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Assam joins virtual tumour board for advanced diagnosis

STAFF REPORTER
GUWAHATI, June 20: Assam has joined the virtual tumour board launched by a network of cancer specialists in India to receive effective treatment guidance for critical patients.

The virtual cancer board, a body with cancer specialists in surgery, radiation and chemotherapy, is currently working through the National Cancer Grid (NCG) – a digital network linking the leading hospitals across the country. The board makes up for the absence of similar multi-disciplinary oncology teams in different cancer hospitals.

“Patients with complex cancers often leave doctors divided on treatment procedures or protocols between surgery, radiation, chemotherapy or some mix of these options. Treatment of such patients cannot be done in isolation by doctors and need a discussion by experts across different specialities,” a cancer specialist told The Sentinel. He said oncologists of the State are not so far linked with the virtual tumour board.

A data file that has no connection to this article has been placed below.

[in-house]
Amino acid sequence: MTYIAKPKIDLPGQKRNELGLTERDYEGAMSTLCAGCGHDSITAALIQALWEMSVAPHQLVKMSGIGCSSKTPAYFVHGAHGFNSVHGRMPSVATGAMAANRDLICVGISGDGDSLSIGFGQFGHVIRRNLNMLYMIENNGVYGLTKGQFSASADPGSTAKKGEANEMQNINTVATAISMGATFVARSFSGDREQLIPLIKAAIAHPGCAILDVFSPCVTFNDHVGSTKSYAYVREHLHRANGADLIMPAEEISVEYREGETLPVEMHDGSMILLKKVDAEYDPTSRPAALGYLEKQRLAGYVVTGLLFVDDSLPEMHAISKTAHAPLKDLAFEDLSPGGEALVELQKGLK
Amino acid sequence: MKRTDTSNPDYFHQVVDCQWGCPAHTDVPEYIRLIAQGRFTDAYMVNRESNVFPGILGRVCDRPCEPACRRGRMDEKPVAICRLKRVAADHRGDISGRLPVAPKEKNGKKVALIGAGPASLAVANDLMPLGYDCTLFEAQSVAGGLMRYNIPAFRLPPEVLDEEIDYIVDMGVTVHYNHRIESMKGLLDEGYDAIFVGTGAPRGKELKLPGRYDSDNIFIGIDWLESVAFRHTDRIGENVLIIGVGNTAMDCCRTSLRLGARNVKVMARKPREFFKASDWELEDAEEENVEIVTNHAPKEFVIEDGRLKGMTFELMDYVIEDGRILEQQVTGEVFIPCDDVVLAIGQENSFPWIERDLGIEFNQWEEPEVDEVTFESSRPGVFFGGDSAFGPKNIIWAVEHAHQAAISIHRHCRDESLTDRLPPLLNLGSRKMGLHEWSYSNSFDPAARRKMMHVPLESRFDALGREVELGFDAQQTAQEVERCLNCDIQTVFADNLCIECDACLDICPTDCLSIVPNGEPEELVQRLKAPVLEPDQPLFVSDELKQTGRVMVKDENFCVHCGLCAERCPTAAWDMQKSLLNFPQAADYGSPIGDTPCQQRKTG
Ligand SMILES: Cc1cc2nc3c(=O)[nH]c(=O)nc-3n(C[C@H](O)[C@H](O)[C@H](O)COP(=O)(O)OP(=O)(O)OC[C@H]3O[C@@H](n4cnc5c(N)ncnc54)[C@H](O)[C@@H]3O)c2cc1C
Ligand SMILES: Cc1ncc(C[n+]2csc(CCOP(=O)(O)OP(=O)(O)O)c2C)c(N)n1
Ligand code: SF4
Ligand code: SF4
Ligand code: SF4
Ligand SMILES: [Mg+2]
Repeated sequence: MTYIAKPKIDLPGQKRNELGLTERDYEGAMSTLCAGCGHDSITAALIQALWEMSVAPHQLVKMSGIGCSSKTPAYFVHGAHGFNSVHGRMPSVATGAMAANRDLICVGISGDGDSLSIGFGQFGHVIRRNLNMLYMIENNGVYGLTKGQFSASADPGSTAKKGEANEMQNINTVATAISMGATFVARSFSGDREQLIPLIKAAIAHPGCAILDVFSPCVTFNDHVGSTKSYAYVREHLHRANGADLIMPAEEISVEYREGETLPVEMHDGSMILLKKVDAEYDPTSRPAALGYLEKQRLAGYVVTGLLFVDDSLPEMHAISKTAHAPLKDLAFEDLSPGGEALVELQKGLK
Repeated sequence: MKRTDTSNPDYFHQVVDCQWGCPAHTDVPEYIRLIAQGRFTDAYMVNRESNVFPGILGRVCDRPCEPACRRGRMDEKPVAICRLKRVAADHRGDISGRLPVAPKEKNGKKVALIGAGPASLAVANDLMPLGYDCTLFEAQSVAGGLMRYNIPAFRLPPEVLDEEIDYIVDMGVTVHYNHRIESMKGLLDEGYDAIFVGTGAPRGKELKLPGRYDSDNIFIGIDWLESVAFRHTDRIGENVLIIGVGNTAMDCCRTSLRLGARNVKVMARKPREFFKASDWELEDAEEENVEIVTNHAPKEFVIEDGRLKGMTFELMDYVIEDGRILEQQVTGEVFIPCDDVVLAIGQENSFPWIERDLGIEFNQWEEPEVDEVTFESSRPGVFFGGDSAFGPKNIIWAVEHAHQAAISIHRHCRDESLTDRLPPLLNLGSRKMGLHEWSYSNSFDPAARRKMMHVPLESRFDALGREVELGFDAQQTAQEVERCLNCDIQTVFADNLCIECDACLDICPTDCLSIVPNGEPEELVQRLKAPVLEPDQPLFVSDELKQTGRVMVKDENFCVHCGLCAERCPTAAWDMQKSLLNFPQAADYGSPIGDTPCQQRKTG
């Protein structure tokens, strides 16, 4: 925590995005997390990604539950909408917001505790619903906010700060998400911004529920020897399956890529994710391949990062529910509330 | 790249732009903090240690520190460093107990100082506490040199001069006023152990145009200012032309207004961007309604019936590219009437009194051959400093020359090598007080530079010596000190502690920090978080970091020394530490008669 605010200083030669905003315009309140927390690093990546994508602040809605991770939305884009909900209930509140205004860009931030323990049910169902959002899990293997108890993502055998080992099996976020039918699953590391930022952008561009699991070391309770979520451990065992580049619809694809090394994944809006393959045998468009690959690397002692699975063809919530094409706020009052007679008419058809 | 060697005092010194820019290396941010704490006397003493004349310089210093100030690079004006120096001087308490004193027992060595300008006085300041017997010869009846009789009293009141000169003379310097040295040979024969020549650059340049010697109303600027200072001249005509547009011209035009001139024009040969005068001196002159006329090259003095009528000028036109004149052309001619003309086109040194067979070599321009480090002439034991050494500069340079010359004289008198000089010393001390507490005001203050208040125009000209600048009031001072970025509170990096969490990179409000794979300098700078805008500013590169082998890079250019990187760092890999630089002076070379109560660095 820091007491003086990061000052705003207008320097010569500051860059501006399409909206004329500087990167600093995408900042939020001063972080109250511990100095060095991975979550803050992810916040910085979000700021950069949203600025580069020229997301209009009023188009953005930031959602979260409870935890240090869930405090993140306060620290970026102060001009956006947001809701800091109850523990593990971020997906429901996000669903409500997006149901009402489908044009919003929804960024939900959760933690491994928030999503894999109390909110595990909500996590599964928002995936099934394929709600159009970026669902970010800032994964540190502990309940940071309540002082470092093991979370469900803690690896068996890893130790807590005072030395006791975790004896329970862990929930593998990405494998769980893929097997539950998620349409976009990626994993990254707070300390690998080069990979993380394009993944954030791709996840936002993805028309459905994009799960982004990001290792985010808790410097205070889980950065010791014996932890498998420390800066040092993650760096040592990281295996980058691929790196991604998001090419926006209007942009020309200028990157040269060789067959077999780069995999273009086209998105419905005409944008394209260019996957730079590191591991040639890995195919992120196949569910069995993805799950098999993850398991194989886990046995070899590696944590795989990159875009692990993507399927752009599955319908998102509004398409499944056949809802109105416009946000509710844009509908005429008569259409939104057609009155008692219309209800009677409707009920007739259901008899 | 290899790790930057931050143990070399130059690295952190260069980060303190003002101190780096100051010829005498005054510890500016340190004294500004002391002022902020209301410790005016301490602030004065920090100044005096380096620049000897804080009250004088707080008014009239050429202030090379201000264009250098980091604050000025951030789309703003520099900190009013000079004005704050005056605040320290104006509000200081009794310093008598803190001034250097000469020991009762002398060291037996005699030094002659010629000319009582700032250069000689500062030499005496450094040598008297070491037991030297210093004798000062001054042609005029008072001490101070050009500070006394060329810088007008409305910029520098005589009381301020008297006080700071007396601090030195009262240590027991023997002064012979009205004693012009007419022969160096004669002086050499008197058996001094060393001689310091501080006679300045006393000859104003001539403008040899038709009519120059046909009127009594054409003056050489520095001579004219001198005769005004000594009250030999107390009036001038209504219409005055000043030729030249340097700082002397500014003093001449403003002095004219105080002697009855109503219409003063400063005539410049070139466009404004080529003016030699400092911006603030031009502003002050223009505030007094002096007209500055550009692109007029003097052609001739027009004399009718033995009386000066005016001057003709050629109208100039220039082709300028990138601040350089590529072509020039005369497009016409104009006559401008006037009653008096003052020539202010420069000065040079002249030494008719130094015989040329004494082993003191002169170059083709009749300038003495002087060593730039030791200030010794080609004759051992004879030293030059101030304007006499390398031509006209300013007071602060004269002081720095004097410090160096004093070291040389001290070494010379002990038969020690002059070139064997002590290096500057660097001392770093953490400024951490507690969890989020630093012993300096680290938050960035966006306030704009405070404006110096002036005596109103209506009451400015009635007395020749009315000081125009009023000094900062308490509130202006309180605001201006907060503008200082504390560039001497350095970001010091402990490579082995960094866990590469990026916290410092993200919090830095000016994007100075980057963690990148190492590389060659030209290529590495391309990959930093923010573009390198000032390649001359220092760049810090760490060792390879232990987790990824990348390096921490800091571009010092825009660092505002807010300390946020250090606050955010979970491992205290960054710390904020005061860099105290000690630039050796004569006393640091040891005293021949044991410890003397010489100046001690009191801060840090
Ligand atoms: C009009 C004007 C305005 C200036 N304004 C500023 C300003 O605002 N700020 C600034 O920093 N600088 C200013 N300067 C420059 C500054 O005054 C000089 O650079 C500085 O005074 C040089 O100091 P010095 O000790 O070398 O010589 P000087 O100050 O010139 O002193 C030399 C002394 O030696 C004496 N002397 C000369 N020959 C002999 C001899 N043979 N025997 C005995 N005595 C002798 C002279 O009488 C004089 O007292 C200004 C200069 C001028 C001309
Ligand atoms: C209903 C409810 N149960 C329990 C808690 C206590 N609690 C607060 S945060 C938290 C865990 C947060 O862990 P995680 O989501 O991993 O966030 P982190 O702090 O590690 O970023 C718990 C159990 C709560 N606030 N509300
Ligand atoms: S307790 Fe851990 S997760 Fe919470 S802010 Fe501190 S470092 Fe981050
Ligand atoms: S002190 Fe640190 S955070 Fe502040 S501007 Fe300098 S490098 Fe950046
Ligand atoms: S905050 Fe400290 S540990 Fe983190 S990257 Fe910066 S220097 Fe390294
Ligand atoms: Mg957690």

But with the inauguration of the Digital Information Nerve Centre (DiNC) at the State Cancer Institute at Gauhati Medical College & Hospital premises here on Sunday, oncologists of the State will now able to join the virtual tumour board to discuss treatment procedures of critical patients with experts from leading hospitals in the country. A virtual tumour board room has already been set up at the State Cancer Institute to interact with cancer specialists across the country at regular interval to know the line of treatment and investigation for their patients. In the first phase, two premier cancer hospitals — Tata Memorial Centre, Mumbai and Tata Medical Centre, Kolkata – will be linked with DiNC at State Cancer Hospital. Regular interaction with cancer specialists will start from this month.

As per the Indian Council for Medical Research, 31,825 new cancer cases are reported in the State every year and that 70 per cent of these patients face mortality due to lack of treatment or late diagnosis.

A doctor at GMCH said ideally the course of treatment for every patient with cancer should be discussed by a tumour board.

“There may be some breast cancer patients for whom even when surgery is the option, chemotherapy before surgery may give better results,” the doctor said.

While most the leading cancer centres in India already have tumour boards, the virtual board will help patients from the other centres without access to such expertise.

“The board will throw in fresh ideas and provide collective decisions from a team rather than from individual doctors,” the doctor said.